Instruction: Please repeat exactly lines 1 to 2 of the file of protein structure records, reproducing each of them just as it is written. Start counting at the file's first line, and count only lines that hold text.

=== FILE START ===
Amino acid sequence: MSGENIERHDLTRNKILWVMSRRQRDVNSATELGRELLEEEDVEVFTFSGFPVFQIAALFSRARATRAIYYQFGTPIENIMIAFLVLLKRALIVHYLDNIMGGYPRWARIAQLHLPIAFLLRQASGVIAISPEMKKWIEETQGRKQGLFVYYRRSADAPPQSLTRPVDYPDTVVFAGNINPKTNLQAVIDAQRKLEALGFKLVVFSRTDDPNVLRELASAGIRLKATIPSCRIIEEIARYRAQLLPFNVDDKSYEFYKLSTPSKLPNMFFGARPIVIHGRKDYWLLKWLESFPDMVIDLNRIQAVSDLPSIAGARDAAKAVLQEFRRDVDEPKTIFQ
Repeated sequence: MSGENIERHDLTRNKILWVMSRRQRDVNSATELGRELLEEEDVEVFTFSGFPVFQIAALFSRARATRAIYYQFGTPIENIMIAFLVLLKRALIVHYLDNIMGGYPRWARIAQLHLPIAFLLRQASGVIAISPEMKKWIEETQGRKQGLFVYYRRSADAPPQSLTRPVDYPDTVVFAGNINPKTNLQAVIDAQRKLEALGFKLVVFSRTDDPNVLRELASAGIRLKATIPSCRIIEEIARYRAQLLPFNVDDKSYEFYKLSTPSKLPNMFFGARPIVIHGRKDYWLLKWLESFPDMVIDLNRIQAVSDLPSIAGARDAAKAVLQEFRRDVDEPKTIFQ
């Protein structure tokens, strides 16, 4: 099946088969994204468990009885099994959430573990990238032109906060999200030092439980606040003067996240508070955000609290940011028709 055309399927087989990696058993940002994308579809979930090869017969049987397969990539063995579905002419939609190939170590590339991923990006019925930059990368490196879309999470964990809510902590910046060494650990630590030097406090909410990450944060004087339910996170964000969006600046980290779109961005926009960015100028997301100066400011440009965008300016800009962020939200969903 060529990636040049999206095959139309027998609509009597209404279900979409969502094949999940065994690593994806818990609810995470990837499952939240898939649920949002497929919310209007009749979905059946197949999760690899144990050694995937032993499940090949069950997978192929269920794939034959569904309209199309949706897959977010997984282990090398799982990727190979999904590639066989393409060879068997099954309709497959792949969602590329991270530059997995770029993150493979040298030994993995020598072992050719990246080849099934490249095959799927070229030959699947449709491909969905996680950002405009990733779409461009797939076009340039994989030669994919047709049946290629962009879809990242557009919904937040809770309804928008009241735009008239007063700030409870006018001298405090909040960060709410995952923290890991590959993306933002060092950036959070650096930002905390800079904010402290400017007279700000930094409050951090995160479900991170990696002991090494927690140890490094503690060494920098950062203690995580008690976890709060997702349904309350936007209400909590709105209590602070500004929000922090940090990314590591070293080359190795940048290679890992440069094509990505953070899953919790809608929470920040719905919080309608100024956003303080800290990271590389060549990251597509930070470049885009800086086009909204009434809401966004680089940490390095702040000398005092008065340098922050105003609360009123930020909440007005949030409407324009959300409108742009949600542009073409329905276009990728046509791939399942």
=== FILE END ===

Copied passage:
Amino acid sequence: MSGENIERHDLTRNKILWVMSRRQRDVNSATELGRELLEEEDVEVFTFSGFPVFQIAALFSRARATRAIYYQFGTPIENIMIAFLVLLKRALIVHYLDNIMGGYPRWARIAQLHLPIAFLLRQASGVIAISPEMKKWIEETQGRKQGLFVYYRRSADAPPQSLTRPVDYPDTVVFAGNINPKTNLQAVIDAQRKLEALGFKLVVFSRTDDPNVLRELASAGIRLKATIPSCRIIEEIARYRAQLLPFNVDDKSYEFYKLSTPSKLPNMFFGARPIVIHGRKDYWLLKWLESFPDMVIDLNRIQAVSDLPSIAGARDAAKAVLQEFRRDVDEPKTIFQ
Repeated sequence: MSGENIERHDLTRNKILWVMSRRQRDVNSATELGRELLEEEDVEVFTFSGFPVFQIAALFSRARATRAIYYQFGTPIENIMIAFLVLLKRALIVHYLDNIMGGYPRWARIAQLHLPIAFLLRQASGVIAISPEMKKWIEETQGRKQGLFVYYRRSADAPPQSLTRPVDYPDTVVFAGNINPKTNLQAVIDAQRKLEALGFKLVVFSRTDDPNVLRELASAGIRLKATIPSCRIIEEIARYRAQLLPFNVDDKSYEFYKLSTPSKLPNMFFGARPIVIHGRKDYWLLKWLESFPDMVIDLNRIQAVSDLPSIAGARDAAKAVLQEFRRDVDEPKTIFQ